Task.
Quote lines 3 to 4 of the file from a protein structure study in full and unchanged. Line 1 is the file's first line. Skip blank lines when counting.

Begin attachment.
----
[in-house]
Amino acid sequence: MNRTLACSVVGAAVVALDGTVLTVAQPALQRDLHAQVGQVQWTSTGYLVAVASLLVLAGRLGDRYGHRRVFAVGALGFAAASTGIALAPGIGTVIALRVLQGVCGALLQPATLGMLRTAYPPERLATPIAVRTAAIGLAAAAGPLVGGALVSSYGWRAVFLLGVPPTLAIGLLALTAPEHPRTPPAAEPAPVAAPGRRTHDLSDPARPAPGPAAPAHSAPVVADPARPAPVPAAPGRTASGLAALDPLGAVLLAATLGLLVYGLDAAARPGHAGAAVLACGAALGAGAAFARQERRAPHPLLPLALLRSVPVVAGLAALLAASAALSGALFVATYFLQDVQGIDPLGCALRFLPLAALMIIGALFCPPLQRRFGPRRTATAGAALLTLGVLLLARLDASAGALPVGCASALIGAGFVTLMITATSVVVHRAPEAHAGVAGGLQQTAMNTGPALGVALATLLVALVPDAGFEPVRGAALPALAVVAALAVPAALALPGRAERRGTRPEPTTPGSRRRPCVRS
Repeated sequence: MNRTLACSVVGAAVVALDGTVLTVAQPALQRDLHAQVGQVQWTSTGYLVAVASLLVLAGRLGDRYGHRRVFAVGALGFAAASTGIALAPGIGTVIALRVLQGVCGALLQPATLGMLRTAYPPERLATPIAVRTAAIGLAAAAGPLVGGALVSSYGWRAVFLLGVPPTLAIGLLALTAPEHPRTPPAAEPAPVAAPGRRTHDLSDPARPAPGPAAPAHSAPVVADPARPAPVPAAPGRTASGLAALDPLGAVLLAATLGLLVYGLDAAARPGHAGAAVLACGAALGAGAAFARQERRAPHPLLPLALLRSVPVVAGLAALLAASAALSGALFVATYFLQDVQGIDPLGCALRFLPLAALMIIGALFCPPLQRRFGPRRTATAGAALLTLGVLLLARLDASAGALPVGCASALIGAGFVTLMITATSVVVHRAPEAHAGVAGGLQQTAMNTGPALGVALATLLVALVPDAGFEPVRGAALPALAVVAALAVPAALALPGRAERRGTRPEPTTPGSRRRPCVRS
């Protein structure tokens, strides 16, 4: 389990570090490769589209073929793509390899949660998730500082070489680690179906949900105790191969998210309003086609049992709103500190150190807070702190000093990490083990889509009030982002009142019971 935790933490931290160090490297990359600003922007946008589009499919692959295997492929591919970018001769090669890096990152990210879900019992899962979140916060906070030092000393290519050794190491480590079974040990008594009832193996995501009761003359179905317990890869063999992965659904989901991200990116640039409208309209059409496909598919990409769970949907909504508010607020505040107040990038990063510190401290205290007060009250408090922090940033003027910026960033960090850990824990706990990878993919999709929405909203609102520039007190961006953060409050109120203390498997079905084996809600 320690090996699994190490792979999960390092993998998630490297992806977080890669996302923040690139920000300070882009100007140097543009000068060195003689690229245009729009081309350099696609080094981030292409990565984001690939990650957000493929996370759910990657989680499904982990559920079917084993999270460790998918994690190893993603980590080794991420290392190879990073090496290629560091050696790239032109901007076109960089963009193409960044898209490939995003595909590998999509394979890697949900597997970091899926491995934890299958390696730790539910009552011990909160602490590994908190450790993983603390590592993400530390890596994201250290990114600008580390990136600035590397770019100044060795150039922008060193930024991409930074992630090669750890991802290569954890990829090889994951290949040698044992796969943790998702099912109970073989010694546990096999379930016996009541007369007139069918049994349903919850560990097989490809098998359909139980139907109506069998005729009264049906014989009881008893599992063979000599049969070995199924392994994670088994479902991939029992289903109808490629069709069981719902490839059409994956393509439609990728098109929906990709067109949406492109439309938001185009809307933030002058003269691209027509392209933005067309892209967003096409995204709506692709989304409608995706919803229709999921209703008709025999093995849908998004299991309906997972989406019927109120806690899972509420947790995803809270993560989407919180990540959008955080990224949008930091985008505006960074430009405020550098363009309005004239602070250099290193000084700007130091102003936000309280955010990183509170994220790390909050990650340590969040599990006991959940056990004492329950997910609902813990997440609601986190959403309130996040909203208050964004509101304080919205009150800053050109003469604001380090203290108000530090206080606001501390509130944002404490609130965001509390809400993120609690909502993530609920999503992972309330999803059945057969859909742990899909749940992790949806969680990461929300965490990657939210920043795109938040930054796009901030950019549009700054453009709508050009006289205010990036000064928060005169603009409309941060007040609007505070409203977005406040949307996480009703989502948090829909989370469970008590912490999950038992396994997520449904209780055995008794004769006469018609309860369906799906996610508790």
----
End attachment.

Repeated sequence: MNRTLACSVVGAAVVALDGTVLTVAQPALQRDLHAQVGQVQWTSTGYLVAVASLLVLAGRLGDRYGHRRVFAVGALGFAAASTGIALAPGIGTVIALRVLQGVCGALLQPATLGMLRTAYPPERLATPIAVRTAAIGLAAAAGPLVGGALVSSYGWRAVFLLGVPPTLAIGLLALTAPEHPRTPPAAEPAPVAAPGRRTHDLSDPARPAPGPAAPAHSAPVVADPARPAPVPAAPGRTASGLAALDPLGAVLLAATLGLLVYGLDAAARPGHAGAAVLACGAALGAGAAFARQERRAPHPLLPLALLRSVPVVAGLAALLAASAALSGALFVATYFLQDVQGIDPLGCALRFLPLAALMIIGALFCPPLQRRFGPRRTATAGAALLTLGVLLLARLDASAGALPVGCASALIGAGFVTLMITATSVVVHRAPEAHAGVAGGLQQTAMNTGPALGVALATLLVALVPDAGFEPVRGAALPALAVVAALAVPAALALPGRAERRGTRPEPTTPGSRRRPCVRS
């Protein structure tokens, strides 16, 4: 389990570090490769589209073929793509390899949660998730500082070489680690179906949900105790191969998210309003086609049992709103500190150190807070702190000093990490083990889509009030982002009142019971 935790933490931290160090490297990359600003922007946008589009499919692959295997492929591919970018001769090669890096990152990210879900019992899962979140916060906070030092000393290519050794190491480590079974040990008594009832193996995501009761003359179905317990890869063999992965659904989901991200990116640039409208309209059409496909598919990409769970949907909504508010607020505040107040990038990063510190401290205290007060009250408090922090940033003027910026960033960090850990824990706990990878993919999709929405909203609102520039007190961006953060409050109120203390498997079905084996809600 320690090996699994190490792979999960390092993998998630490297992806977080890669996302923040690139920000300070882009100007140097543009000068060195003689690229245009729009081309350099696609080094981030292409990565984001690939990650957000493929996370759910990657989680499904982990559920079917084993999270460790998918994690190893993603980590080794991420290392190879990073090496290629560091050696790239032109901007076109960089963009193409960044898209490939995003595909590998999509394979890697949900597997970091899926491995934890299958390696730790539910009552011990909160602490590994908190450790993983603390590592993400530390890596994201250290990114600008580390990136600035590397770019100044060795150039922008060193930024991409930074992630090669750890991802290569954890990829090889994951290949040698044992796969943790998702099912109970073989010694546990096999379930016996009541007369007139069918049994349903919850560990097989490809098998359909139980139907109506069998005729009264049906014989009881008893599992063979000599049969070995199924392994994670088994479902991939029992289903109808490629069709069981719902490839059409994956393509439609990728098109929906990709067109949406492109439309938001185009809307933030002058003269691209027509392209933005067309892209967003096409995204709506692709989304409608995706919803229709999921209703008709025999093995849908998004299991309906997972989406019927109120806690899972509420947790995803809270993560989407919180990540959008955080990224949008930091985008505006960074430009405020550098363009309005004239602070250099290193000084700007130091102003936000309280955010990183509170994220790390909050990650340590969040599990006991959940056990004492329950997910609902813990997440609601986190959403309130996040909203208050964004509101304080919205009150800053050109003469604001380090203290108000530090206080606001501390509130944002404490609130965001509390809400993120609690909502993530609920999503992972309330999803059945057969859909742990899909749940992790949806969680990461929300965490990657939210920043795109938040930054796009901030950019549009700054453009709508050009006289205010990036000064928060005169603009409309941060007040609007505070409203977005406040949307996480009703989502948090829909989370469970008590912490999950038992396994997520449904209780055995008794004769006469018609309860369906799906996610508790």